DO IT YOURSELF KNITTING PROJECT
Knitting is a slow process. For many people it is a way to relax, let your mind fly while your hands are doing their thing.
I’m one of those people, and more than following a recipe I love to use the knitting sticks to explore own ideas.
Sometimes I succeed in making something nice, other times… well, either way it is part of the fun not knowing what the outcome might be. With these lamps I was so happy that I had to “fill up” our cabin with them.
HOW TO MAKE YOUR OWN "SLOW KNIT LAMP"
Start with the wire, I have used needle nr 4, and added up 8 stitches. Make sure it is not too tight so you will have problems with pulling the cord through.
Knit the “stocking” at the same length as your lamp cord. Then you increase to cover the lamp socket. How much and how fast you increase you will need to customize to the shape of the lamp socket. If you increase too much too fast you will get a “bubbly” result.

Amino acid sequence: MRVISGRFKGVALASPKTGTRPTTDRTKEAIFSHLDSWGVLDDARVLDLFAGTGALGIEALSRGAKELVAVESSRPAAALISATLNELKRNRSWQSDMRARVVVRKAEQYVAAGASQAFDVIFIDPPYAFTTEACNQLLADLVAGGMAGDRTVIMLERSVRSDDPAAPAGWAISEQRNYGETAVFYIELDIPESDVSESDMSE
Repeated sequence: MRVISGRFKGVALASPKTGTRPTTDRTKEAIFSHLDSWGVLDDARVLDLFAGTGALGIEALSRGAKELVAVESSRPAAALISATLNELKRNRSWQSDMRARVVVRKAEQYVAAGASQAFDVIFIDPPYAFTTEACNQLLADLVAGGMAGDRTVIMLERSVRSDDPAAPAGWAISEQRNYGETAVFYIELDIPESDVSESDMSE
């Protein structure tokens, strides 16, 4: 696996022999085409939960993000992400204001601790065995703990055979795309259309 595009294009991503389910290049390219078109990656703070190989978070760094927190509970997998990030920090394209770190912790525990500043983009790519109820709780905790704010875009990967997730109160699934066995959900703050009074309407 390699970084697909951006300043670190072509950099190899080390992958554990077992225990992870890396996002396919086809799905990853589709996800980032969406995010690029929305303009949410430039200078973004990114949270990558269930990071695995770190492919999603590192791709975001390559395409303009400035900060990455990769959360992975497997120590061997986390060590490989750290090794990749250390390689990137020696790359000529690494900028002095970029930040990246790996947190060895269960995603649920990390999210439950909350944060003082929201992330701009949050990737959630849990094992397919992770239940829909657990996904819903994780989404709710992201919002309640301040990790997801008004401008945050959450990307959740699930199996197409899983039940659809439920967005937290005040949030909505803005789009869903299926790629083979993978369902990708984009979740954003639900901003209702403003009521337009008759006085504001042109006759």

When you get to the part where you would want the lamp shade, you can switch to thicker needles and / or knit lace pattern to allow more light through. I have varied hole size and length of my lamps, and think it’s nice that there are not two alike.
When the lamp is finished, pull the lamp cord through. I taped a knitting needle to the wire to easier get it through. The lampshade you stiffen up with strong wire so that it will not get near the bulbs. I would maximum use 25 W in these lamps.
This is a easy and fun project I hope you will enjoy.
I use the gorgeous yarn from “Færder Får”. This yarn is completely natural and contains much lanolin. The beautiful structure and colors of this yarn give a natural feeling to the lamp. In addition, it makes me happy to know that this yarn originates from the ancient sheep breed of “old Norwegian Spelsau”. I have bought the yarn from the sheep farmer. It is not currently sold in any store, but if you should be interested in this yarn I’m more than happy to assist you. You can also order directly from their webpage.
I had the pleasure of designing their pages launched in 2015. Please visit www.ferderfaar.no to have a look. (They are in Norwegian) .